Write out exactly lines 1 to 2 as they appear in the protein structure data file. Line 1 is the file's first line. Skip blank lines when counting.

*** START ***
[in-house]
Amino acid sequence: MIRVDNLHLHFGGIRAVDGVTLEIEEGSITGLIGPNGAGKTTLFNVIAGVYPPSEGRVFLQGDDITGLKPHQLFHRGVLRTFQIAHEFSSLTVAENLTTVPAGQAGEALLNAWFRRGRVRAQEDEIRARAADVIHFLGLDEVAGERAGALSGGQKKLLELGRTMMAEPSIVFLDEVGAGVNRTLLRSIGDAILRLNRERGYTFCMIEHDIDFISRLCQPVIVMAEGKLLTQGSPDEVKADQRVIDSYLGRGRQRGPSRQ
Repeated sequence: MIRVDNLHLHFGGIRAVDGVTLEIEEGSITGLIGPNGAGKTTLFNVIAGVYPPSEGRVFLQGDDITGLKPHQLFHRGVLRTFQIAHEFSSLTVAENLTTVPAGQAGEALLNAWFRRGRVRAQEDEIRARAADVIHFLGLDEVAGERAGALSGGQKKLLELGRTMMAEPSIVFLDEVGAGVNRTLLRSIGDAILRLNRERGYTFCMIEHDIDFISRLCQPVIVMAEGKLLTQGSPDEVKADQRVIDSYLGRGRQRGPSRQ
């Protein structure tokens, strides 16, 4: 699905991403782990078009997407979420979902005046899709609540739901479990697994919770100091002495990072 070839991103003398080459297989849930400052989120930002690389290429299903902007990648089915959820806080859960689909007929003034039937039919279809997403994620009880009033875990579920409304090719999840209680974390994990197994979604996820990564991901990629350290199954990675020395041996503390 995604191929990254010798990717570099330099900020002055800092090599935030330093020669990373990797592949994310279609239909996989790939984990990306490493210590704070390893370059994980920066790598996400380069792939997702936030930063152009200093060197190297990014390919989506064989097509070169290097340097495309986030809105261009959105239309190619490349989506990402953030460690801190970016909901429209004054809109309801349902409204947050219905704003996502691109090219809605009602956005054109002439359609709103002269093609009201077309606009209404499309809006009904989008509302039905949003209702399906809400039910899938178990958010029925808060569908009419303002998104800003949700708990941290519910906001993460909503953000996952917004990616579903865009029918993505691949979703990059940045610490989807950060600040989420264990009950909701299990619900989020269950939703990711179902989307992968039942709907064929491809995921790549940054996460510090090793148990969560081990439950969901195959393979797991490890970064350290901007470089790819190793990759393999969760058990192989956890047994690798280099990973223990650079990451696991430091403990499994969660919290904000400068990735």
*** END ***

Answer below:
[in-house]
Amino acid sequence: MIRVDNLHLHFGGIRAVDGVTLEIEEGSITGLIGPNGAGKTTLFNVIAGVYPPSEGRVFLQGDDITGLKPHQLFHRGVLRTFQIAHEFSSLTVAENLTTVPAGQAGEALLNAWFRRGRVRAQEDEIRARAADVIHFLGLDEVAGERAGALSGGQKKLLELGRTMMAEPSIVFLDEVGAGVNRTLLRSIGDAILRLNRERGYTFCMIEHDIDFISRLCQPVIVMAEGKLLTQGSPDEVKADQRVIDSYLGRGRQRGPSRQ